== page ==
Regan and Michael Ferguson (Willmar Farms) farm three hours north of Regina, SK. For the past six years they have been experimenting with novel cropping strategies, practices which are now often referred to as regenerative agriculture. The five basic principles of regenerative agriculture are keeping the soil covered, minimizing soil disturbance, maximizing crop diversity, maintaining a living root as long as possible and integrating livestock.
Over the past two years, they have been supported by Bob’s Red Mill and Avena in implementing regenerative practices. This summer Ferguson’s planted a 10-acre pea and oat intercrop field trial as part of this ‘Living Lab’ partnership.
“We’ve been working with Bob’s Red Mill to show them what it looks like on the farm from putting seeds in the ground, to scouting and seeing what it looks like under the soil when we use these strategies,” explained Regan in her presentation to CAFAD on the project.
“One of the reasons we got into mixed crops was risk management,” Regan said. “We want to utilize the fields to their maximum potential.” Other beneficial factors, she noted, include increased yield potential within the field’s topography, better quality grains, natural suppression of unwanted pests, reduction in fertilizer and creating better soil health.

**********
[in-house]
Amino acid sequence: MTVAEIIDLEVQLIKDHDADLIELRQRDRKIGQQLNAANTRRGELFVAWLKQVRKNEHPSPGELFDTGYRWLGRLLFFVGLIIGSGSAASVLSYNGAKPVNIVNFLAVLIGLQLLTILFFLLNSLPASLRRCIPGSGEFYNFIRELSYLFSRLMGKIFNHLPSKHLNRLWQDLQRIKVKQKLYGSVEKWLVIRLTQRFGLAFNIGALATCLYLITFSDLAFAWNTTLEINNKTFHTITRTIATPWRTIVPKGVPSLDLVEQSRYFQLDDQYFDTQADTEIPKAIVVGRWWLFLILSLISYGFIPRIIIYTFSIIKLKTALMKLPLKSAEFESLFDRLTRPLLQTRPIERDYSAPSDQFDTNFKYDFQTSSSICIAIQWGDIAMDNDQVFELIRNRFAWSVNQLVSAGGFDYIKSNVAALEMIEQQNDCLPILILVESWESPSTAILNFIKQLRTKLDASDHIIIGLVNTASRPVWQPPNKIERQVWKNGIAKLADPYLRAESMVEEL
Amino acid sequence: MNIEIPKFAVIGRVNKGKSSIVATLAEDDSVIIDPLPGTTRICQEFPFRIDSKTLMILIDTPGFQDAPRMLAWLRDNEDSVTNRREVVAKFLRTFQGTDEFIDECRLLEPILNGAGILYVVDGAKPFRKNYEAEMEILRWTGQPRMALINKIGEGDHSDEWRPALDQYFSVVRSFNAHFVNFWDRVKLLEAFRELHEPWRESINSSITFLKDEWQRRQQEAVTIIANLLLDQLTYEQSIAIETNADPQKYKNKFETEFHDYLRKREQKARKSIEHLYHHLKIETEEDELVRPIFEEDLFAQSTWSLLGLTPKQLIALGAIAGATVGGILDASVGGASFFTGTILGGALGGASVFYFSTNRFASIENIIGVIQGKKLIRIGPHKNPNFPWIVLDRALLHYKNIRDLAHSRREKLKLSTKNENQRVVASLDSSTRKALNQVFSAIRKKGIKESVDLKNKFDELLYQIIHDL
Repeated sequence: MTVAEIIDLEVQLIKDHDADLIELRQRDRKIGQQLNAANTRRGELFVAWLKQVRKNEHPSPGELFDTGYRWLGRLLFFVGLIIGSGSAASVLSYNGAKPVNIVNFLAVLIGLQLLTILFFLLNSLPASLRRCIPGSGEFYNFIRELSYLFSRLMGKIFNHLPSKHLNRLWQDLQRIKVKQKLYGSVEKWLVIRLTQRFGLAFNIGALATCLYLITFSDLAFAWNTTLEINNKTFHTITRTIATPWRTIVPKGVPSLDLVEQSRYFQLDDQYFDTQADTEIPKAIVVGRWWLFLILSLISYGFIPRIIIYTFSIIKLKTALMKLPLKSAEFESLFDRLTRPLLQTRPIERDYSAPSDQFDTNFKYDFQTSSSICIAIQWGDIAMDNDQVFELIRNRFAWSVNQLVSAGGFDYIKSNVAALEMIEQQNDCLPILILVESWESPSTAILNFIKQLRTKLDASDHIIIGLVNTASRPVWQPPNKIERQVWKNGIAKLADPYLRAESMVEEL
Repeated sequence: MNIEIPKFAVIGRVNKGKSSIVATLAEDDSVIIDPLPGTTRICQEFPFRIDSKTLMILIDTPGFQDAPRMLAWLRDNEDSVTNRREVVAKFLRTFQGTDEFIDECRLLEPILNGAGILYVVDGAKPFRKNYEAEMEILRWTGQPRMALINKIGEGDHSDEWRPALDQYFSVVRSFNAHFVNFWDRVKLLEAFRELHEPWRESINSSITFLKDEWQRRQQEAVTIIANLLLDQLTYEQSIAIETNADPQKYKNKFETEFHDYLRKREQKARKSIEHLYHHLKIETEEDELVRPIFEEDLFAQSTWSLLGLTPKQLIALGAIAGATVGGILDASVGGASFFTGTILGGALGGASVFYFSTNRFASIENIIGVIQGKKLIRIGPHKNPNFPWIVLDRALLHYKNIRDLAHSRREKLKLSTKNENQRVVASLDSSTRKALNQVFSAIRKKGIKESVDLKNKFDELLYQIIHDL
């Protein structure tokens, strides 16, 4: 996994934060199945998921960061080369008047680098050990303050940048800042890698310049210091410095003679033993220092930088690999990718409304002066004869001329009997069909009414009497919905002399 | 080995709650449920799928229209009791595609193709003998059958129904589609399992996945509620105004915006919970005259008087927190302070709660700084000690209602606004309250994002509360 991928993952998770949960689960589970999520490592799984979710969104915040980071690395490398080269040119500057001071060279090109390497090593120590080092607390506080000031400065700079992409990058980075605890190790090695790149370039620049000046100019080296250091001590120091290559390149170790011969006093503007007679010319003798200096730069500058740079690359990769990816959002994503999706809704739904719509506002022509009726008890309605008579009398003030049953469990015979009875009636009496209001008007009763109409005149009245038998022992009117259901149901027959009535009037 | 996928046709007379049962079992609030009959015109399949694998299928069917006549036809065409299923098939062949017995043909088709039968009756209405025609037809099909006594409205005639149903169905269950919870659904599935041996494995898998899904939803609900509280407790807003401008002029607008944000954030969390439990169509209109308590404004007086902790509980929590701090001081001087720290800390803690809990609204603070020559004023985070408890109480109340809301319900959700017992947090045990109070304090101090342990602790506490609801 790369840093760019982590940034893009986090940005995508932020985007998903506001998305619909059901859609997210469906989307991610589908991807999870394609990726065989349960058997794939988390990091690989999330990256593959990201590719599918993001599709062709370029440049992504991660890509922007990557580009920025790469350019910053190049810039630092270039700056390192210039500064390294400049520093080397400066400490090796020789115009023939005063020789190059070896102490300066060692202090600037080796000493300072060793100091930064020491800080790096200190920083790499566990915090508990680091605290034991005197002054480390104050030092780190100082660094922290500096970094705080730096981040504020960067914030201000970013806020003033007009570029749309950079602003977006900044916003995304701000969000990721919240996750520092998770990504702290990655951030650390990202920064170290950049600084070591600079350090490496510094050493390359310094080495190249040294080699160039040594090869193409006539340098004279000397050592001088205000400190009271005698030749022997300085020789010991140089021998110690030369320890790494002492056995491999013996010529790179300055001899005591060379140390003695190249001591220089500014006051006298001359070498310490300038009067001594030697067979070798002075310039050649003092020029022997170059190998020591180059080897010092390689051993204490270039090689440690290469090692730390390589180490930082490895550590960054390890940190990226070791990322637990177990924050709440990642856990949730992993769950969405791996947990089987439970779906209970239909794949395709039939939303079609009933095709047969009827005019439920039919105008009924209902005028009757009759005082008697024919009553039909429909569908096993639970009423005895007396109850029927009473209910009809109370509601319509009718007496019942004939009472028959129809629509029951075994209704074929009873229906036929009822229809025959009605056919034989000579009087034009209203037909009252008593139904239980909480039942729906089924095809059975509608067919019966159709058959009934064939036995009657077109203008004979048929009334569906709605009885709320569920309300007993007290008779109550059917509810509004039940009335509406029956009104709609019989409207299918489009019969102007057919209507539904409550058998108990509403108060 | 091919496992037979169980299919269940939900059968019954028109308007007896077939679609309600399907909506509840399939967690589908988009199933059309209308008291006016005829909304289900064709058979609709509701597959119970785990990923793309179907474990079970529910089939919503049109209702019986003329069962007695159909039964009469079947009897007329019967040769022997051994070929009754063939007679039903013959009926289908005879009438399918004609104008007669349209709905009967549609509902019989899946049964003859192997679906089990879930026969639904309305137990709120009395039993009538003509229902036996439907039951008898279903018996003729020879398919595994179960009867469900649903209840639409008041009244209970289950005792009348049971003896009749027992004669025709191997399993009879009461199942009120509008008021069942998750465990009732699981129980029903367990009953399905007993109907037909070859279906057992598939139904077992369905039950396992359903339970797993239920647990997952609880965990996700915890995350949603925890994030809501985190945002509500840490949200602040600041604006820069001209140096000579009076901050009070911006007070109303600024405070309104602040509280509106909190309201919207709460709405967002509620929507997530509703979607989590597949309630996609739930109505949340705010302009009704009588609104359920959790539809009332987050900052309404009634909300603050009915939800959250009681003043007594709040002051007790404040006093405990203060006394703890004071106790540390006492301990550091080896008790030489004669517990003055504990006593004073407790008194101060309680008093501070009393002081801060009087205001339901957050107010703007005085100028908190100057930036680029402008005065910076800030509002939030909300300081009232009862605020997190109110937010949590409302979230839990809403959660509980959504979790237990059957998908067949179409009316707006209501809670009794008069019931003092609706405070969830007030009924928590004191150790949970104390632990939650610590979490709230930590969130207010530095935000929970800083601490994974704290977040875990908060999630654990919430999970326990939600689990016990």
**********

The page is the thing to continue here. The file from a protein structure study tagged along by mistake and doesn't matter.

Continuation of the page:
“Introducing variable rate seeding and fertilizing enables us to maximize our yield according to the topography on this hilltop field where it can be quite dry at the top and wet at the bottom end,” said Regan.
“The intercrop has the ability to improve the quality of the grains as well,” Regan said. For example, “if the peas get wet feet, they may lay on the ground. We can alleviate that problem a bit by having the peas climb up the oats and keep them off the ground,” she said. “Plus, the oats benefit from the peas being able to nodulate, to produce their own fertilizer and create better soil health.”
Michael said that Willmar Farms had reduced its fertilizer use by 28% in the six years since they started using these new regenerative agricultural techniques. About 10% of their acres are planted into cover crops.
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